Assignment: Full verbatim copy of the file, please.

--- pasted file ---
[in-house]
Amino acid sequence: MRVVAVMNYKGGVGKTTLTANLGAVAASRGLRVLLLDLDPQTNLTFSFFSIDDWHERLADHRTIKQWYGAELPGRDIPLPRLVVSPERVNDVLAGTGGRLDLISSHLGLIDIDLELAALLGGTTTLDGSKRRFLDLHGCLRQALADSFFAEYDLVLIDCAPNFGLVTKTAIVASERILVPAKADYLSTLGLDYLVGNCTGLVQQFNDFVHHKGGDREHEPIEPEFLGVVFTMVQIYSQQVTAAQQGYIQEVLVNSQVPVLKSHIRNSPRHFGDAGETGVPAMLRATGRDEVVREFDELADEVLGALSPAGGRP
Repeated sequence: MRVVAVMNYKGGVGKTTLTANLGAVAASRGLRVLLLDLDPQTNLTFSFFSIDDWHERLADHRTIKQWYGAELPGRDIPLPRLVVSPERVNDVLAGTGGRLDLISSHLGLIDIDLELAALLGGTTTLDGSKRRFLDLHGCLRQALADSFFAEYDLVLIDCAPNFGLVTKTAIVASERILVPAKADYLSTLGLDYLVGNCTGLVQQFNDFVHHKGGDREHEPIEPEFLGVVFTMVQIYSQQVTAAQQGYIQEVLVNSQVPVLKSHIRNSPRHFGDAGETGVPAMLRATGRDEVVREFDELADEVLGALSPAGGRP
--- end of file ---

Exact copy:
[in-house]
Amino acid sequence: MRVVAVMNYKGGVGKTTLTANLGAVAASRGLRVLLLDLDPQTNLTFSFFSIDDWHERLADHRTIKQWYGAELPGRDIPLPRLVVSPERVNDVLAGTGGRLDLISSHLGLIDIDLELAALLGGTTTLDGSKRRFLDLHGCLRQALADSFFAEYDLVLIDCAPNFGLVTKTAIVASERILVPAKADYLSTLGLDYLVGNCTGLVQQFNDFVHHKGGDREHEPIEPEFLGVVFTMVQIYSQQVTAAQQGYIQEVLVNSQVPVLKSHIRNSPRHFGDAGETGVPAMLRATGRDEVVREFDELADEVLGALSPAGGRP
Repeated sequence: MRVVAVMNYKGGVGKTTLTANLGAVAASRGLRVLLLDLDPQTNLTFSFFSIDDWHERLADHRTIKQWYGAELPGRDIPLPRLVVSPERVNDVLAGTGGRLDLISSHLGLIDIDLELAALLGGTTTLDGSKRRFLDLHGCLRQALADSFFAEYDLVLIDCAPNFGLVTKTAIVASERILVPAKADYLSTLGLDYLVGNCTGLVQQFNDFVHHKGGDREHEPIEPEFLGVVFTMVQIYSQQVTAAQQGYIQEVLVNSQVPVLKSHIRNSPRHFGDAGETGVPAMLRATGRDEVVREFDELADEVLGALSPAGGRP